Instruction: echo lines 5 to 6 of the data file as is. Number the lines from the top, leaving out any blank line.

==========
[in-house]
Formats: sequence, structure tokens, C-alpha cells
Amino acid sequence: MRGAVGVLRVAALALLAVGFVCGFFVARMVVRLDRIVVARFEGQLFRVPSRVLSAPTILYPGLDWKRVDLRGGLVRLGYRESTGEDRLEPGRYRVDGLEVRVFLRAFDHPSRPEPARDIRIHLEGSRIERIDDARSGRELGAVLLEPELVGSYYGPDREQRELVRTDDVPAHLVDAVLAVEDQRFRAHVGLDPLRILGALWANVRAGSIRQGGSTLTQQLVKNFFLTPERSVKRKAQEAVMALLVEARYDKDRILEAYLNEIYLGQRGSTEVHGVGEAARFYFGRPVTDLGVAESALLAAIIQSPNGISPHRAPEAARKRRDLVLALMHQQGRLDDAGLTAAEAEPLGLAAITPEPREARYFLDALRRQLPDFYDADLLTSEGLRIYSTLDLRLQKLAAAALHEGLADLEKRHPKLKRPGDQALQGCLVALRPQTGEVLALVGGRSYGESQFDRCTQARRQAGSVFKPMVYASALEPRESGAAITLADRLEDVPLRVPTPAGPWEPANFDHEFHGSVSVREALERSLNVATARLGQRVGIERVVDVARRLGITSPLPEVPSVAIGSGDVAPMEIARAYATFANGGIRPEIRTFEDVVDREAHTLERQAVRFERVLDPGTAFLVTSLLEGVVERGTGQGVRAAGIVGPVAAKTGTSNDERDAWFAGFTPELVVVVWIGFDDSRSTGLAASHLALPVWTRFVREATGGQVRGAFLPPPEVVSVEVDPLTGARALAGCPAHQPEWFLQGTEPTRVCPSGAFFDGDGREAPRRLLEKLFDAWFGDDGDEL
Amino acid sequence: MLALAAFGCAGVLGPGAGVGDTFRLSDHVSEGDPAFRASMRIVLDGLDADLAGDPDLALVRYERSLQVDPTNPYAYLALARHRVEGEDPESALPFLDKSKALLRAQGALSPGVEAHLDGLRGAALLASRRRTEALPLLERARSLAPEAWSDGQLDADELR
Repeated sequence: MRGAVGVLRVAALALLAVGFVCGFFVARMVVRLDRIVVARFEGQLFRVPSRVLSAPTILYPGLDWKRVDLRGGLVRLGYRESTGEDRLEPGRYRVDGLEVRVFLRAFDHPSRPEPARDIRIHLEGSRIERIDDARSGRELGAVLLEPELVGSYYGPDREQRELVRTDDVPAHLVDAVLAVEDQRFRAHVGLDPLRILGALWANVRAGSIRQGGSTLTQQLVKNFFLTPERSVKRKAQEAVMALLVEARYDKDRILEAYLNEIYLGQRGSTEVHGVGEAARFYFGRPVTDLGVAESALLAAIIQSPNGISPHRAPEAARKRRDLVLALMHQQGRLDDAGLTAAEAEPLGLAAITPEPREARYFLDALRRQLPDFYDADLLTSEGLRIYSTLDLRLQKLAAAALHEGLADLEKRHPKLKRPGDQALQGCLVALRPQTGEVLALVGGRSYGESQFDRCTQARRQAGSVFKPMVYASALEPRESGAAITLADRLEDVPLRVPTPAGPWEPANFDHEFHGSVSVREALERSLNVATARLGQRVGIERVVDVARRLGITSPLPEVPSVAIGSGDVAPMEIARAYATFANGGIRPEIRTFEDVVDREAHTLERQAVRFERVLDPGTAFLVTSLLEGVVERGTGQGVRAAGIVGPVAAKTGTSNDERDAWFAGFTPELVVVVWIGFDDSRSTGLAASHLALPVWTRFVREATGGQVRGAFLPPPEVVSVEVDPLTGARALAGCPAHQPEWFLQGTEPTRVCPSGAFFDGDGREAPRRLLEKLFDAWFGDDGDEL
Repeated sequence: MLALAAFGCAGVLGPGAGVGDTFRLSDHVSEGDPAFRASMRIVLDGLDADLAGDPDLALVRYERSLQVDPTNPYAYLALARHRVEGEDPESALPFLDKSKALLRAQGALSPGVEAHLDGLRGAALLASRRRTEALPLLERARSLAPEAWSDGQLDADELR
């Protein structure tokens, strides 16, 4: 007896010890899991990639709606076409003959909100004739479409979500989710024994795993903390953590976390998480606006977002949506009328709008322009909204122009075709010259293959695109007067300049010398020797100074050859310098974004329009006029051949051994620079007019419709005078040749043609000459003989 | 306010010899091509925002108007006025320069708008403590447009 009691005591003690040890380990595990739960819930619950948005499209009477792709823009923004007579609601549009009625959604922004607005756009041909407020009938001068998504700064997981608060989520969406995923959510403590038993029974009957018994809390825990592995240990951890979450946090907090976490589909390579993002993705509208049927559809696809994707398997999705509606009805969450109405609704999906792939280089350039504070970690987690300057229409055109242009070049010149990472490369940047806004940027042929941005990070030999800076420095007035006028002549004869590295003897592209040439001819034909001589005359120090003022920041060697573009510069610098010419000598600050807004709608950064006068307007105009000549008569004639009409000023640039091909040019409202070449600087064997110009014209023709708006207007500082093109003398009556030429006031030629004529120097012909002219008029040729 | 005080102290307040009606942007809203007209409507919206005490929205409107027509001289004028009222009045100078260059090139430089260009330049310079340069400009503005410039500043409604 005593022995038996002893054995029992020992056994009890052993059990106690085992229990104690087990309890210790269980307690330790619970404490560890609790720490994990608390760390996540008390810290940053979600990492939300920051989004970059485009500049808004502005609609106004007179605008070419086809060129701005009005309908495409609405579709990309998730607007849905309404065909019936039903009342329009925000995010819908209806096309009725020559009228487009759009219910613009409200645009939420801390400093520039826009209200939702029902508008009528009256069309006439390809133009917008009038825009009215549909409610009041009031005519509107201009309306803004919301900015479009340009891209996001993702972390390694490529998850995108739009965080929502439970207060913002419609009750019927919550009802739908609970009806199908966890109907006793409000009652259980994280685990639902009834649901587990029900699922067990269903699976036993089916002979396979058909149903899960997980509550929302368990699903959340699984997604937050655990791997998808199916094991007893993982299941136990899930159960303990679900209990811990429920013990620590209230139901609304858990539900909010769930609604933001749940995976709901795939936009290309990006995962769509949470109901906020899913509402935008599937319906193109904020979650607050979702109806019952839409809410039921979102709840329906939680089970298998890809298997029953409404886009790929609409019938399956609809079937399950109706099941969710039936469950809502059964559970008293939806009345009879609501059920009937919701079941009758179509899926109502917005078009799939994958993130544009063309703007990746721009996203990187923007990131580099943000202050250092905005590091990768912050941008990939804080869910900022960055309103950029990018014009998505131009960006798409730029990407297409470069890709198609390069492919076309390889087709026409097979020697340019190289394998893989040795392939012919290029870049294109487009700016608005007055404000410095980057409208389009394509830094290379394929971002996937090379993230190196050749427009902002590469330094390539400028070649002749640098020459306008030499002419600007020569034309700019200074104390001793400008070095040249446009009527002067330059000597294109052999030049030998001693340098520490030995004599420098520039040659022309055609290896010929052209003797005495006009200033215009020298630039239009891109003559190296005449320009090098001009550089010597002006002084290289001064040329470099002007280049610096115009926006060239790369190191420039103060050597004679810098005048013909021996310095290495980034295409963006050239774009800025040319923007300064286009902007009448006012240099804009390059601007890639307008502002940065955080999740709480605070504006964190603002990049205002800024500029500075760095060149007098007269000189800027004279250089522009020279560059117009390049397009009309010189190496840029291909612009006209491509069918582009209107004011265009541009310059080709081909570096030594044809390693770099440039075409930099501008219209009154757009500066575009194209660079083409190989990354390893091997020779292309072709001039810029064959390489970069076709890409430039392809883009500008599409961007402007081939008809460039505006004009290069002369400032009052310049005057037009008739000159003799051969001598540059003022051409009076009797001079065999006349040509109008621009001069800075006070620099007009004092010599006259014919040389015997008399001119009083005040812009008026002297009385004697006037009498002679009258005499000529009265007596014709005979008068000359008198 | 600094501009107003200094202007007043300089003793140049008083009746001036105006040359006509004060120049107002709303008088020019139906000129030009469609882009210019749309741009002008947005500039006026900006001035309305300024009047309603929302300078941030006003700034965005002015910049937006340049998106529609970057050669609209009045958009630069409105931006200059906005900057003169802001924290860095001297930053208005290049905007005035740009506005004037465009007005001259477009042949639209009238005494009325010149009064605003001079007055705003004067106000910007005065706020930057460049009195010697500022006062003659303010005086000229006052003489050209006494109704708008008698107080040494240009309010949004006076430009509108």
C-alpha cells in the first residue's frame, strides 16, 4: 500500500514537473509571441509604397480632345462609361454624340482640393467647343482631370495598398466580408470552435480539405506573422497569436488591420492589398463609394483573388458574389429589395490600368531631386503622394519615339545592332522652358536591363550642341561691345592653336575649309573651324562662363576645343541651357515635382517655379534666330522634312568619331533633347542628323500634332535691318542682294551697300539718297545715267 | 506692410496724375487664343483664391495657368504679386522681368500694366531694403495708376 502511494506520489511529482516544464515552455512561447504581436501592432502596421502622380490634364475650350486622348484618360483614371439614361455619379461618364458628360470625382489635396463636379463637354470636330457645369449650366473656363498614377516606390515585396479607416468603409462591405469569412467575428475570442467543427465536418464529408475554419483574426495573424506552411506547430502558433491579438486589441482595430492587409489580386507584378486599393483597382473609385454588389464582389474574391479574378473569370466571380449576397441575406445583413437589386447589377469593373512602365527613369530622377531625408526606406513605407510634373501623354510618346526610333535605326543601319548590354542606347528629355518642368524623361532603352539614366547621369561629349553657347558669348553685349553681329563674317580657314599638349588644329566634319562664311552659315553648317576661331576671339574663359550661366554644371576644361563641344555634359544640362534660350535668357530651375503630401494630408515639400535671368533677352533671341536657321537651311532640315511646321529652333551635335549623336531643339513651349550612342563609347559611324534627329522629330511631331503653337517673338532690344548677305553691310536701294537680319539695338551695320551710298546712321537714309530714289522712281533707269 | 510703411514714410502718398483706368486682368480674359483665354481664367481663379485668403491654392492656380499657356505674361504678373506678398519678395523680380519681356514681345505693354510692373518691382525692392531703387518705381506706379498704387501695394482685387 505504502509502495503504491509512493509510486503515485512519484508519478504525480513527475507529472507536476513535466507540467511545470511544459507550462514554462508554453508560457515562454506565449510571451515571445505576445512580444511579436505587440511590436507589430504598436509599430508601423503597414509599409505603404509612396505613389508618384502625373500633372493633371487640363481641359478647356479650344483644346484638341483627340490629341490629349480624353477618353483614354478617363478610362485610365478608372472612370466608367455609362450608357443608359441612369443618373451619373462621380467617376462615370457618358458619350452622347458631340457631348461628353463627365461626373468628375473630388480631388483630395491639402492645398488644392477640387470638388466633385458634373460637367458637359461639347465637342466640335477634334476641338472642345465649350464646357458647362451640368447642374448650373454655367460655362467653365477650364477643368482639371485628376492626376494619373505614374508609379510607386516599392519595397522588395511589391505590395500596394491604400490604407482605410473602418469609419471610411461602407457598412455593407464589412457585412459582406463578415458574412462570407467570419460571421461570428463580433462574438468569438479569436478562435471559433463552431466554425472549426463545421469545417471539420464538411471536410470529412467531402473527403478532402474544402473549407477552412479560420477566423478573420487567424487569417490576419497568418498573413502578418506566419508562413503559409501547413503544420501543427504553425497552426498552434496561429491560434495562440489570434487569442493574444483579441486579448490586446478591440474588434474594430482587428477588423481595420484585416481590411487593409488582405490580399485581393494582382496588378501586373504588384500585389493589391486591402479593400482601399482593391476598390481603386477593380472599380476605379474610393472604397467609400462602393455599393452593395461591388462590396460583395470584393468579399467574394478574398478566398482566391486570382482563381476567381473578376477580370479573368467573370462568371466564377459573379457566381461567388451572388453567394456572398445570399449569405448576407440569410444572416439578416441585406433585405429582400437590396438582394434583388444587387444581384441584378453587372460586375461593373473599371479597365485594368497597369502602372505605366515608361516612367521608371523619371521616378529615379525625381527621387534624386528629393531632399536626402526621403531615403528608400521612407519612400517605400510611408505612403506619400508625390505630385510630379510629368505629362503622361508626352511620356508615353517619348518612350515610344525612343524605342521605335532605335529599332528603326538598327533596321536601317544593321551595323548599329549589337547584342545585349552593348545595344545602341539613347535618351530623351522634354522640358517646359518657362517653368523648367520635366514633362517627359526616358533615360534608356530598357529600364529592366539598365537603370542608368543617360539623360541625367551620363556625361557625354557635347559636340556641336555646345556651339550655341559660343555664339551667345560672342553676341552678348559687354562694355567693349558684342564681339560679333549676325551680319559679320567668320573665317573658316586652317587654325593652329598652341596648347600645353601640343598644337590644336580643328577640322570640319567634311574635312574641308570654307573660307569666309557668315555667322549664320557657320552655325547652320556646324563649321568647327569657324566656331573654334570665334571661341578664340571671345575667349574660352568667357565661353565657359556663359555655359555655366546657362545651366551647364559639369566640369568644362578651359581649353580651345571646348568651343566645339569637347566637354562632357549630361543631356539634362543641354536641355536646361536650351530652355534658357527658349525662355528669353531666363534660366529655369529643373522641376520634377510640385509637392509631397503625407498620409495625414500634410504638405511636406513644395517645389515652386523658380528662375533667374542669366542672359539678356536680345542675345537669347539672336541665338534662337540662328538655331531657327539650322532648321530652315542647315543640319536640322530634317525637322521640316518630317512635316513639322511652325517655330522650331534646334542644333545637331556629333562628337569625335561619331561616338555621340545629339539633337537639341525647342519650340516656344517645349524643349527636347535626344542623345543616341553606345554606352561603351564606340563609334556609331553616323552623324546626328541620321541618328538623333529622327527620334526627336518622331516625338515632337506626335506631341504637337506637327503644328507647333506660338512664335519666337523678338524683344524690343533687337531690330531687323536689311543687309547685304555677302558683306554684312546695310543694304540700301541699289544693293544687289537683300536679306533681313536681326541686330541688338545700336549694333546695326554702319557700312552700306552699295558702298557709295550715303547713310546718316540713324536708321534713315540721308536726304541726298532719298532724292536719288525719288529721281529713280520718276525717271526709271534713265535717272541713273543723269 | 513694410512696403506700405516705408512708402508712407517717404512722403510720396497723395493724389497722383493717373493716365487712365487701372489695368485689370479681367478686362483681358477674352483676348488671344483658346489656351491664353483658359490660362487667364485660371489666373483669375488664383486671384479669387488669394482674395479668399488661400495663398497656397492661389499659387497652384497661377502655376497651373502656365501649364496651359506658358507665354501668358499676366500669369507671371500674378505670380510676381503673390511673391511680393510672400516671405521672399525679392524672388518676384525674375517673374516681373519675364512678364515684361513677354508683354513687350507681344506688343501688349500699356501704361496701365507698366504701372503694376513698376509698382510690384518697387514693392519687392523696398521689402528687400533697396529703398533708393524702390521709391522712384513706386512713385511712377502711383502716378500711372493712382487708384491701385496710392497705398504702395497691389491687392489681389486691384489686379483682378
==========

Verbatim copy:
Repeated sequence: MRGAVGVLRVAALALLAVGFVCGFFVARMVVRLDRIVVARFEGQLFRVPSRVLSAPTILYPGLDWKRVDLRGGLVRLGYRESTGEDRLEPGRYRVDGLEVRVFLRAFDHPSRPEPARDIRIHLEGSRIERIDDARSGRELGAVLLEPELVGSYYGPDREQRELVRTDDVPAHLVDAVLAVEDQRFRAHVGLDPLRILGALWANVRAGSIRQGGSTLTQQLVKNFFLTPERSVKRKAQEAVMALLVEARYDKDRILEAYLNEIYLGQRGSTEVHGVGEAARFYFGRPVTDLGVAESALLAAIIQSPNGISPHRAPEAARKRRDLVLALMHQQGRLDDAGLTAAEAEPLGLAAITPEPREARYFLDALRRQLPDFYDADLLTSEGLRIYSTLDLRLQKLAAAALHEGLADLEKRHPKLKRPGDQALQGCLVALRPQTGEVLALVGGRSYGESQFDRCTQARRQAGSVFKPMVYASALEPRESGAAITLADRLEDVPLRVPTPAGPWEPANFDHEFHGSVSVREALERSLNVATARLGQRVGIERVVDVARRLGITSPLPEVPSVAIGSGDVAPMEIARAYATFANGGIRPEIRTFEDVVDREAHTLERQAVRFERVLDPGTAFLVTSLLEGVVERGTGQGVRAAGIVGPVAAKTGTSNDERDAWFAGFTPELVVVVWIGFDDSRSTGLAASHLALPVWTRFVREATGGQVRGAFLPPPEVVSVEVDPLTGARALAGCPAHQPEWFLQGTEPTRVCPSGAFFDGDGREAPRRLLEKLFDAWFGDDGDEL
Repeated sequence: MLALAAFGCAGVLGPGAGVGDTFRLSDHVSEGDPAFRASMRIVLDGLDADLAGDPDLALVRYERSLQVDPTNPYAYLALARHRVEGEDPESALPFLDKSKALLRAQGALSPGVEAHLDGLRGAALLASRRRTEALPLLERARSLAPEAWSDGQLDADELR